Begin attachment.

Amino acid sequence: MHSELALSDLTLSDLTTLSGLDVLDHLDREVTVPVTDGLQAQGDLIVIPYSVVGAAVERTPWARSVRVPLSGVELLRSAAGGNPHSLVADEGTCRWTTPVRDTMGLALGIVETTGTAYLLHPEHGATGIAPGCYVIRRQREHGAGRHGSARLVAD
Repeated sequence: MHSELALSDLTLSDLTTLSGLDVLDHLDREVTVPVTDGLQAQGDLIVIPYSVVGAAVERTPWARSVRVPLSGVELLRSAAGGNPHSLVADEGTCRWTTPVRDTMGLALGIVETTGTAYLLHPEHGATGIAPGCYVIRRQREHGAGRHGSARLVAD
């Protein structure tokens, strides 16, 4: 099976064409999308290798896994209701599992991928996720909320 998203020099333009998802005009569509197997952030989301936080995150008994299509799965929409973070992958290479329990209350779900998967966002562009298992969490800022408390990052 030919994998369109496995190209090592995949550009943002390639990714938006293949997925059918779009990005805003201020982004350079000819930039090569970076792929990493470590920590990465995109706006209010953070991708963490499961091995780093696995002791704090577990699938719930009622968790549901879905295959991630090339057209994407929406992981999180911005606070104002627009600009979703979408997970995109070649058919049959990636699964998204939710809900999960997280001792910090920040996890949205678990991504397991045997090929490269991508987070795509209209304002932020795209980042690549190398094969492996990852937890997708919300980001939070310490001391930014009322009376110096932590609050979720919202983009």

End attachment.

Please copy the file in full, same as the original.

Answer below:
Amino acid sequence: MHSELALSDLTLSDLTTLSGLDVLDHLDREVTVPVTDGLQAQGDLIVIPYSVVGAAVERTPWARSVRVPLSGVELLRSAAGGNPHSLVADEGTCRWTTPVRDTMGLALGIVETTGTAYLLHPEHGATGIAPGCYVIRRQREHGAGRHGSARLVAD
Repeated sequence: MHSELALSDLTLSDLTTLSGLDVLDHLDREVTVPVTDGLQAQGDLIVIPYSVVGAAVERTPWARSVRVPLSGVELLRSAAGGNPHSLVADEGTCRWTTPVRDTMGLALGIVETTGTAYLLHPEHGATGIAPGCYVIRRQREHGAGRHGSARLVAD
């Protein structure tokens, strides 16, 4: 099976064409999308290798896994209701599992991928996720909320 998203020099333009998802005009569509197997952030989301936080995150008994299509799965929409973070992958290479329990209350779900998967966002562009298992969490800022408390990052 030919994998369109496995190209090592995949550009943002390639990714938006293949997925059918779009990005805003201020982004350079000819930039090569970076792929990493470590920590990465995109706006209010953070991708963490499961091995780093696995002791704090577990699938719930009622968790549901879905295959991630090339057209994407929406992981999180911005606070104002627009600009979703979408997970995109070649058919049959990636699964998204939710809900999960997280001792910090920040996890949205678990991504397991045997090929490269991508987070795509209209304002932020795209980042690549190398094969492996990852937890997708919300980001939070310490001391930014009322009376110096932590609050979720919202983009």